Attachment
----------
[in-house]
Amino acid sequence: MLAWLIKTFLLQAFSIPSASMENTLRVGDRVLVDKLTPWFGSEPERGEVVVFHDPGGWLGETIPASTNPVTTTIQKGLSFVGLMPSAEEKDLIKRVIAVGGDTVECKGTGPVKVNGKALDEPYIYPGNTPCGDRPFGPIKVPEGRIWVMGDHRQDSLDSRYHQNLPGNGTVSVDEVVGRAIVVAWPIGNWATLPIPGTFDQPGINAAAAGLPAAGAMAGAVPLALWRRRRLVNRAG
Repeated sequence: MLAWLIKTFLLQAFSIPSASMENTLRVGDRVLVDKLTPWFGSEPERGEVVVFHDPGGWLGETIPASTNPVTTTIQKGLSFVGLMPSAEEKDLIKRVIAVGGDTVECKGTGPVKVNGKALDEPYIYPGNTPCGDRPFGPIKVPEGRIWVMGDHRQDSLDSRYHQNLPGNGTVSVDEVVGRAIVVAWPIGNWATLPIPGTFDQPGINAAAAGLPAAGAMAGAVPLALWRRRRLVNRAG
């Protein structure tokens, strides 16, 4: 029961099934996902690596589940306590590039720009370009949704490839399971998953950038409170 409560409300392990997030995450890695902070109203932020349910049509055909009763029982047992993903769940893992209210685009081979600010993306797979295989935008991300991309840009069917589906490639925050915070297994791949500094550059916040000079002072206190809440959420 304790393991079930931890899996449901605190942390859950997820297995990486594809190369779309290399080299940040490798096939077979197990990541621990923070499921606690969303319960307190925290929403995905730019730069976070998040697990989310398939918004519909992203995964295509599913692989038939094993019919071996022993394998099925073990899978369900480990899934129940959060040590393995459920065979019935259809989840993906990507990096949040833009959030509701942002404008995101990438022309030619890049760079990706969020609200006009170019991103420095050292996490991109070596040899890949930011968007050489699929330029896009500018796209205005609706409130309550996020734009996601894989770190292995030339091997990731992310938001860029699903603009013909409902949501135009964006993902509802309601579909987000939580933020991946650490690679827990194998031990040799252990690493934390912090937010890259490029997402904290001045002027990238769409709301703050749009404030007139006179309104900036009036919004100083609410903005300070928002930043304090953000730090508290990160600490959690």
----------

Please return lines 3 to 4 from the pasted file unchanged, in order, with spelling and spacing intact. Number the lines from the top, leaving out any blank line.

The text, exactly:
Repeated sequence: MLAWLIKTFLLQAFSIPSASMENTLRVGDRVLVDKLTPWFGSEPERGEVVVFHDPGGWLGETIPASTNPVTTTIQKGLSFVGLMPSAEEKDLIKRVIAVGGDTVECKGTGPVKVNGKALDEPYIYPGNTPCGDRPFGPIKVPEGRIWVMGDHRQDSLDSRYHQNLPGNGTVSVDEVVGRAIVVAWPIGNWATLPIPGTFDQPGINAAAAGLPAAGAMAGAVPLALWRRRRLVNRAG
């Protein structure tokens, strides 16, 4: 029961099934996902690596589940306590590039720009370009949704490839399971998953950038409170 409560409300392990997030995450890695902070109203932020349910049509055909009763029982047992993903769940893992209210685009081979600010993306797979295989935008991300991309840009069917589906490639925050915070297994791949500094550059916040000079002072206190809440959420 304790393991079930931890899996449901605190942390859950997820297995990486594809190369779309290399080299940040490798096939077979197990990541621990923070499921606690969303319960307190925290929403995905730019730069976070998040697990989310398939918004519909992203995964295509599913692989038939094993019919071996022993394998099925073990899978369900480990899934129940959060040590393995459920065979019935259809989840993906990507990096949040833009959030509701942002404008995101990438022309030619890049760079990706969020609200006009170019991103420095050292996490991109070596040899890949930011968007050489699929330029896009500018796209205005609706409130309550996020734009996601894989770190292995030339091997990731992310938001860029699903603009013909409902949501135009964006993902509802309601579909987000939580933020991946650490690679827990194998031990040799252990690493934390912090937010890259490029997402904290001045002027990238769409709301703050749009404030007139006179309104900036009036919004100083609410903005300070928002930043304090953000730090508290990160600490959690």